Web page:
After lots of news about inflation in India, Brazil, Indonesia, and the European Union, this week we’ll get new inflation numbers from the United States and China.
China is scheduled to release inflation numbers for January on Tuesday, February 15. After running at a 5.2% annual rate in November, inflation fell to a 4.6% rate in December. The consensus is that inflation will rebound after that December decline but there’s disagreement on the size of the pickup. The consensus among economists points to a 5.3% inflation rate but a significant majority of traders thinks there’s a good chance that the rate will come at 4.9%. The National Bureau of Statistics is expected to reduce the weighting for food in China’s inflation numbers in January as part of its regular five-year adjustment to the way it calculates inflation. With food prices racing ahead of inflation in other sectors in China, a reduction in the weighting of food prices in the index would lower the overall inflation rate. The chance that this kind of technicality would convince anyone of a change in inflation would seem low except that traders were pointing to this thinking as a reason that stocks rallied in China on February 14. Stocks were up 0.8% in Hong Kong and 1.75% in Shanghai.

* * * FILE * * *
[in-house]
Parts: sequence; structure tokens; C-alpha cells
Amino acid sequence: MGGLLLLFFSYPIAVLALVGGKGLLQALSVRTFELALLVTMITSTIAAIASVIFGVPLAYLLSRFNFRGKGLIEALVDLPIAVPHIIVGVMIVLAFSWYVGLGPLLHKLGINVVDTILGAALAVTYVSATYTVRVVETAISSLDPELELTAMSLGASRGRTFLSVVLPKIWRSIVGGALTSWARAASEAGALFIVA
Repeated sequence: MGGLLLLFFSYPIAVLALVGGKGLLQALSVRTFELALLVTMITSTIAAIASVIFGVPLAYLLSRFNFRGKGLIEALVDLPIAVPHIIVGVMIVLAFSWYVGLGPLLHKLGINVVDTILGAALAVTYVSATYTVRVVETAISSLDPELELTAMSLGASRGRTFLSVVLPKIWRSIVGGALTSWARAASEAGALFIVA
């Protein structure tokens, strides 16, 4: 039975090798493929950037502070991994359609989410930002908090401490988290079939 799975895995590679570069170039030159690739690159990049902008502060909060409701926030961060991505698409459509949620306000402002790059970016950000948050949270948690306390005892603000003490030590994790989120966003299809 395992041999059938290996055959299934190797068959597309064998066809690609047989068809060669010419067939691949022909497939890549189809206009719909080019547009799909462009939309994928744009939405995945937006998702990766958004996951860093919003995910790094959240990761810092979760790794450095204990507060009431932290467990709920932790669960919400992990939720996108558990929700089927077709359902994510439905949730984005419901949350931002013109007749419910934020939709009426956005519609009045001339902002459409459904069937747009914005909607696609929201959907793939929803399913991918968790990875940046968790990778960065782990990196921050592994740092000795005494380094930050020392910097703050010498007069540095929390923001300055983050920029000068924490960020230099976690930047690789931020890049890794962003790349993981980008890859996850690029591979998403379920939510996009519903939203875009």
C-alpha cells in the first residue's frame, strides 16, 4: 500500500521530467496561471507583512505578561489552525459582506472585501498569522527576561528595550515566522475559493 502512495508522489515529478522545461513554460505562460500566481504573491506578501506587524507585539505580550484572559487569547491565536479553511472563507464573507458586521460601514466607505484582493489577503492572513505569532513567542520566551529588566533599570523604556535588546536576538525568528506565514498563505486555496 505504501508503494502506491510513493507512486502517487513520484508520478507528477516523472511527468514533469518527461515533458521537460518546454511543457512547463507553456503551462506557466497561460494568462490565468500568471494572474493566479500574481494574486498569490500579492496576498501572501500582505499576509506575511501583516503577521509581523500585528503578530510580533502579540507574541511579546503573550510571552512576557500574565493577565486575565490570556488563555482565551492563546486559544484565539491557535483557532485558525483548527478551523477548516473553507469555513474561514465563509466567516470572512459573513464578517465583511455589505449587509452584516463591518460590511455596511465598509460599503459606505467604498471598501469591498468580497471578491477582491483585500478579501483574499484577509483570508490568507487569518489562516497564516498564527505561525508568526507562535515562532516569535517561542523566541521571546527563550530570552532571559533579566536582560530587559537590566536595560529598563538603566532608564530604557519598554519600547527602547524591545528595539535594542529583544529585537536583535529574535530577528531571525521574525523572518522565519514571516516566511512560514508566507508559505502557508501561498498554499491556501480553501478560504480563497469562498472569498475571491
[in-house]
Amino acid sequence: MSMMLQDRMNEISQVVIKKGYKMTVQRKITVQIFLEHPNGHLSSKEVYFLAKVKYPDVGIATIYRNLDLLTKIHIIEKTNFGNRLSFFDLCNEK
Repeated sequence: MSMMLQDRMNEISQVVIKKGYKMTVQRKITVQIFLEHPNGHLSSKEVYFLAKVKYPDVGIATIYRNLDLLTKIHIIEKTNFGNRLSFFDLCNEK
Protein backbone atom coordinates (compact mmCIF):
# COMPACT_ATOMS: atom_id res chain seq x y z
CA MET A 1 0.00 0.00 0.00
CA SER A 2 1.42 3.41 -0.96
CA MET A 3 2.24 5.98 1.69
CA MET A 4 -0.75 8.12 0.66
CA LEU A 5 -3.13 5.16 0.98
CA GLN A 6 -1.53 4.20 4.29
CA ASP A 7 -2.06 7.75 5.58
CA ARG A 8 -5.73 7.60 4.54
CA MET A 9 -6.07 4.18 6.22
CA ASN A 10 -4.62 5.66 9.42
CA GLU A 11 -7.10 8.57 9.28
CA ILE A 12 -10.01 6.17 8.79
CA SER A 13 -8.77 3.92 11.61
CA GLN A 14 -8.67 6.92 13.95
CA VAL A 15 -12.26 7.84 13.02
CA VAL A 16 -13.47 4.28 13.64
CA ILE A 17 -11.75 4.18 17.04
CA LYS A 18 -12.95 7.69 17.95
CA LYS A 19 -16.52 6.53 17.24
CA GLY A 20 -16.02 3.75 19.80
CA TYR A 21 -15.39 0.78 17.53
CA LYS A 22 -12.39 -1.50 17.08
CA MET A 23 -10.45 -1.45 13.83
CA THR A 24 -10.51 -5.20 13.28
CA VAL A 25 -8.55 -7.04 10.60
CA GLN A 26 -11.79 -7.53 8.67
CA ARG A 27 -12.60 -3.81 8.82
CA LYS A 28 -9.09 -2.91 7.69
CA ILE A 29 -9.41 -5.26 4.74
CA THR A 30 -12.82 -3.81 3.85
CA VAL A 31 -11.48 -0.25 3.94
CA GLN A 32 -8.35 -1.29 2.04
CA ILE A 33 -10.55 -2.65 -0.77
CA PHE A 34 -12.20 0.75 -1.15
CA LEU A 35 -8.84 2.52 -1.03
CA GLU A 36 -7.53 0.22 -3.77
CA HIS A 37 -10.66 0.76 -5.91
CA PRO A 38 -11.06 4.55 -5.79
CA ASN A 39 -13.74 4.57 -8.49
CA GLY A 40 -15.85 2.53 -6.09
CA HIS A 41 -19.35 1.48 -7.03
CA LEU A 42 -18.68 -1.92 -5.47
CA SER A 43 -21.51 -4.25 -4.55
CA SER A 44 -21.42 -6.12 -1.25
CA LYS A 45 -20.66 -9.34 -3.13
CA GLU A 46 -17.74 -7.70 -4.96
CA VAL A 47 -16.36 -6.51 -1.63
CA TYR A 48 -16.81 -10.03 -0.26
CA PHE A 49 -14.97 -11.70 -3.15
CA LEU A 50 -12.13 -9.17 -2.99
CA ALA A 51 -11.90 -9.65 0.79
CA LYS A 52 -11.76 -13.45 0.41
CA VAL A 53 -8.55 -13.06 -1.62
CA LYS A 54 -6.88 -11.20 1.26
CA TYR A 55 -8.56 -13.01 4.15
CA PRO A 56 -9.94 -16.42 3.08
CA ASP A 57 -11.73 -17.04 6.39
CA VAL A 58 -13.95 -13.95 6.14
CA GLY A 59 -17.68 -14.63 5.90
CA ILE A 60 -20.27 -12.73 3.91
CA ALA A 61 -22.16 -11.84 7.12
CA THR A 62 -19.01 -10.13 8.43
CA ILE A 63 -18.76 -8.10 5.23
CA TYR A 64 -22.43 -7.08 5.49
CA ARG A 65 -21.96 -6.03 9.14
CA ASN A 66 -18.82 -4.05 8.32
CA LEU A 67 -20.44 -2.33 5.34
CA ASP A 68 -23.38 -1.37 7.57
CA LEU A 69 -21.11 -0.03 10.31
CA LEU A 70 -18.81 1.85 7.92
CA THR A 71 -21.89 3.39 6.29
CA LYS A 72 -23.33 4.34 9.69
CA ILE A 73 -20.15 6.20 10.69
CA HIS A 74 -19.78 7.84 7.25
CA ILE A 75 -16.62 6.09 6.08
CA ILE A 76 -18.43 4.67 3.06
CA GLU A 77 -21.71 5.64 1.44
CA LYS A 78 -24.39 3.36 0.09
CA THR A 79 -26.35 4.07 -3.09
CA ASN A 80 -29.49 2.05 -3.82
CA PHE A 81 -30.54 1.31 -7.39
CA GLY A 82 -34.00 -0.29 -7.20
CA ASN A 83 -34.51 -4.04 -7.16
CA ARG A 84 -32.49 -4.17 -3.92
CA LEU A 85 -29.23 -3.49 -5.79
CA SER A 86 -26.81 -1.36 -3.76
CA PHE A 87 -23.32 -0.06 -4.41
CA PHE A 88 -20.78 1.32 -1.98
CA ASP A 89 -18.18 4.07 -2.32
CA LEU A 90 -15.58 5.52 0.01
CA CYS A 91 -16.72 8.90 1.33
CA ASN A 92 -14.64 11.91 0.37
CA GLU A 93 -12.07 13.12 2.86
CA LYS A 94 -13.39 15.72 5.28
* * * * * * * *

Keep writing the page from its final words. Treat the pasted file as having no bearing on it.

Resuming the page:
U.S. inflation figures are scheduled for release on Thursday, February 17. In December the Consumer Price Index moved up 0.5%, the biggest monthly gain since July 2009. But the move was driven almost entirely by a 4.6% gain in energy prices. Energy prices accounted for 0.4 percentage points of the 0.5% gain in the CPI. Stripping out energy and food prices, the core inflation rate hardly budged, rising just 0.1%.
The consensus among economists is calling for more of the same in the January numbers with the headline CPI projected to climb 0.3% and core inflation to show a 0.1% increase. Nothing there to change Federal Reserve policy or to roil the U.S. stock market.